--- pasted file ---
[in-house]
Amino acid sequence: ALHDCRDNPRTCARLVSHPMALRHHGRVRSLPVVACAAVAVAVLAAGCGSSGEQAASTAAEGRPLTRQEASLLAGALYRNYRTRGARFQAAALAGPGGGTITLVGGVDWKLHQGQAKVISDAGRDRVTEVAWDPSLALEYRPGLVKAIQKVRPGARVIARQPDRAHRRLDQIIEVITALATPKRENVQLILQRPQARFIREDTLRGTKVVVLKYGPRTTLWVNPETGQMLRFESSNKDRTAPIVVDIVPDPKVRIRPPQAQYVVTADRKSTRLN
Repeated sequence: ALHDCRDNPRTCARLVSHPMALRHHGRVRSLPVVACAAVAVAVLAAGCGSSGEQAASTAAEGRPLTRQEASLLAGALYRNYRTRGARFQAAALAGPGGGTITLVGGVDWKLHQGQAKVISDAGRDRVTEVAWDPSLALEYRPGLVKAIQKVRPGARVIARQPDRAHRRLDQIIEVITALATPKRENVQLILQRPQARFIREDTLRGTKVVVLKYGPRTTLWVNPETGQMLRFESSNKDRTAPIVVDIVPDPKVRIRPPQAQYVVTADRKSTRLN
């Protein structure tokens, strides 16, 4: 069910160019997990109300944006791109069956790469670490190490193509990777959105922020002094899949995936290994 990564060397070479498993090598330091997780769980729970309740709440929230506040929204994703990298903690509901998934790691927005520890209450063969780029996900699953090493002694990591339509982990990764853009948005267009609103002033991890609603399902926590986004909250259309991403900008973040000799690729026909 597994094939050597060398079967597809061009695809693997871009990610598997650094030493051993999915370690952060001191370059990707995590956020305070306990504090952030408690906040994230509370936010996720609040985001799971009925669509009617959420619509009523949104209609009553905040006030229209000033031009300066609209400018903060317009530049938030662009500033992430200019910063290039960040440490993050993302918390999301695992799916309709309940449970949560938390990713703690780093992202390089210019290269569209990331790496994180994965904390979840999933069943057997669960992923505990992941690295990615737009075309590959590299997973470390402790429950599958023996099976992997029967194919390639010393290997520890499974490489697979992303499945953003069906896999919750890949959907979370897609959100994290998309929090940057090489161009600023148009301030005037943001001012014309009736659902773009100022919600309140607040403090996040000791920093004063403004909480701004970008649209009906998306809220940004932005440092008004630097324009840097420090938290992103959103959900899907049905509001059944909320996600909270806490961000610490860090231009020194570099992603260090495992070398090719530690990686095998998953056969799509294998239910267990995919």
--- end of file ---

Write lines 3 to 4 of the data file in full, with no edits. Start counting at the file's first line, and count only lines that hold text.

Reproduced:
Repeated sequence: ALHDCRDNPRTCARLVSHPMALRHHGRVRSLPVVACAAVAVAVLAAGCGSSGEQAASTAAEGRPLTRQEASLLAGALYRNYRTRGARFQAAALAGPGGGTITLVGGVDWKLHQGQAKVISDAGRDRVTEVAWDPSLALEYRPGLVKAIQKVRPGARVIARQPDRAHRRLDQIIEVITALATPKRENVQLILQRPQARFIREDTLRGTKVVVLKYGPRTTLWVNPETGQMLRFESSNKDRTAPIVVDIVPDPKVRIRPPQAQYVVTADRKSTRLN
């Protein structure tokens, strides 16, 4: 069910160019997990109300944006791109069956790469670490190490193509990777959105922020002094899949995936290994 990564060397070479498993090598330091997780769980729970309740709440929230506040929204994703990298903690509901998934790691927005520890209450063969780029996900699953090493002694990591339509982990990764853009948005267009609103002033991890609603399902926590986004909250259309991403900008973040000799690729026909 597994094939050597060398079967597809061009695809693997871009990610598997650094030493051993999915370690952060001191370059990707995590956020305070306990504090952030408690906040994230509370936010996720609040985001799971009925669509009617959420619509009523949104209609009553905040006030229209000033031009300066609209400018903060317009530049938030662009500033992430200019910063290039960040440490993050993302918390999301695992799916309709309940449970949560938390990713703690780093992202390089210019290269569209990331790496994180994965904390979840999933069943057997669960992923505990992941690295990615737009075309590959590299997973470390402790429950599958023996099976992997029967194919390639010393290997520890499974490489697979992303499945953003069906896999919750890949959907979370897609959100994290998309929090940057090489161009600023148009301030005037943001001012014309009736659902773009100022919600309140607040403090996040000791920093004063403004909480701004970008649209009906998306809220940004932005440092008004630097324009840097420090938290992103959103959900899907049905509001059944909320996600909270806490961000610490860090231009020194570099992603260090495992070398090719530690990686095998998953056969799509294998239910267990995919």